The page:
In Bosnia, Late Communist Leader Is Still Beloved
SARAJEVO, Bosnia-Herzegovina (AP) _ Mustafa Pamuk remembers a day in autumn 1952 when his father, a member of an anti-government Islamic group, came home badly bloodied by the thugs of Yugoslavia’s Communist government. He died a few weeks later.
Strangely, a picture of the man ultimately responsible for his father’s fate still hangs in Pamuk’s office - Josip Broz Tito, the man who made Yugoslavia.
″The man was different from the system,″ he said. ″That’s why we love him here.″
A Croat, a Communist and an atheist, Tito remains widely popular in this mostly Muslim and decidedly free-market city 12 years after his death.
His picture graces the wall of the presidency although President Alija Izetbegovic was imprisoned under Tito’s regime; the military headquarters; schools; hospitals, and homes.
Alone among the former republics of Yugoslavia, the people of this battle- ravaged country still hold the famed Communist leader dear. Tito is credited with saving the Muslims. He granted them status as a nationality in constitutional reforms of 1971.
But the feelings toward Tito in Bosnia, and especially in its capital, are more complex than just gratitude. Tito symbolized Yugoslavia, and the people of Bosnia-Herzegovina, the most ethnically diverse area in the former country, are in a sense the last of the Yugoslavs.
Muslims make up just under half of the republic; Croats 31 percent and Serbs at least 17 percent. In Sarajevo, mixed marriages were common.
In ethnically homogenous Serbia, Tito is now officially accused of being a Croatian ultranationalist, an agent of the Vatican and of plotting to destroy the Serbian Orthodox Church. Montenegro’s capital, Titograd, has changed its name.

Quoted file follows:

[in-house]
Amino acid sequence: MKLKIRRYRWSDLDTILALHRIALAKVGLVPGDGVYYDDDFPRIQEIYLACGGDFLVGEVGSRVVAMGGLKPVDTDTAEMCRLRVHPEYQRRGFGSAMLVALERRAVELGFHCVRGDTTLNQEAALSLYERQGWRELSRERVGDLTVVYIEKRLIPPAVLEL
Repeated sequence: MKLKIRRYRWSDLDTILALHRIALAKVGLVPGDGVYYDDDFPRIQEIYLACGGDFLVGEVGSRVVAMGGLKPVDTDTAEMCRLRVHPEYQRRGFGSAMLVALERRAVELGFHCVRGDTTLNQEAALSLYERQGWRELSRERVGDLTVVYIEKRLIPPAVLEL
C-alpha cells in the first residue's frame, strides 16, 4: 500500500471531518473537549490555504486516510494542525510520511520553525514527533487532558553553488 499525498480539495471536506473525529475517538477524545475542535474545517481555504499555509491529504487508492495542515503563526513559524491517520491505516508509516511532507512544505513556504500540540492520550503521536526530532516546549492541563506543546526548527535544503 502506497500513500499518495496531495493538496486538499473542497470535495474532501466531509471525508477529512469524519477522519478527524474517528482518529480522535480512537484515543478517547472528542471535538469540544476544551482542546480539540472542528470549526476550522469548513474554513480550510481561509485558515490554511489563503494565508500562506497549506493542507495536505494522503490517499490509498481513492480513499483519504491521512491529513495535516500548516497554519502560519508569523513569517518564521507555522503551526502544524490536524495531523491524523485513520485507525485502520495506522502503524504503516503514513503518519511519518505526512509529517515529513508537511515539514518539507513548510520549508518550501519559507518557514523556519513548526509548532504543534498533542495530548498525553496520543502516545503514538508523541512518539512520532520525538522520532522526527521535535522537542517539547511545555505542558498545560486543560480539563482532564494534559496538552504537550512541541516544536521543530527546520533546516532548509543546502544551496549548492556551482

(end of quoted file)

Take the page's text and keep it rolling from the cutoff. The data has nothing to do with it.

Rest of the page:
In Croatia, mention of the man has all but disappeared. His hometown, Kumrovec, once a pilgrimage site for Yugoslavian Communists, has been transformed into an art and crafts center.
In the first eight months of 1991, 10,000 visitors went there, less than half of the previous year and a fraction of the 200,000 that made the journey each year in the 1980s and before.
Pamuk, the 55-year-old head of Sarajevo’s city assembly, was himself booted from the Communist Party in 1976 for disagreeing with Tito’s centralized market policies. Still he admires the late leader.
″Tito saved us. He created us,″ Pamuk said, looking up at a reprint of a charcoal sketch of Tito. ″He understood and controlled the passions that have ripped us apart.″
During World War II, Tito and his guerrilla band of anti-Nazi partisans had their base in Bosnia. The new Yugoslavia was established in the western Bosnian town of Jajce in 1943.
″Like all the Communists, he was a bastard,″ said Una Knezevic, a 26- year-old salesperson from Sarajevo and the product of a mixed marriage, ″but a bastard with style. Even his outfits had style.″
Knezevic remembers crying for three days when Tito died on May 4, 1980, at the age of 88. She was 14.
″He was able to hypnotize kings and queens. I don’t know whether he was a hero or a villain, but he was a leader,″ she said. ″If the guys we have around now had more style we would have a better time of it. Just look at the way they shoot - at night and at civilians. At least Tito wasn’t a coward.″
Ivan Ceresnjes, president of Sarajevo’s Jewish community, said his people appreciated Tito because he allowed them the freedom to believe, even if Jews were all but banned from governmental positions.
″He allowed us into the army but not the state,″ Ceresnjes said. ″But we owe him for peace after the war and we cannot forget it.″
Many here in this town once famed for its cafes and easy lifestyle also express wistfulness for Tito’s state-run economic system where - to borrow the old Soviet joke - Yugoslavs pretended to work and the state pretended to pay them.
″You had only to work two hours a day under Tito,″ said Jakub Finci, another Jewish leader. ″We took a lot of siestas. He understood.″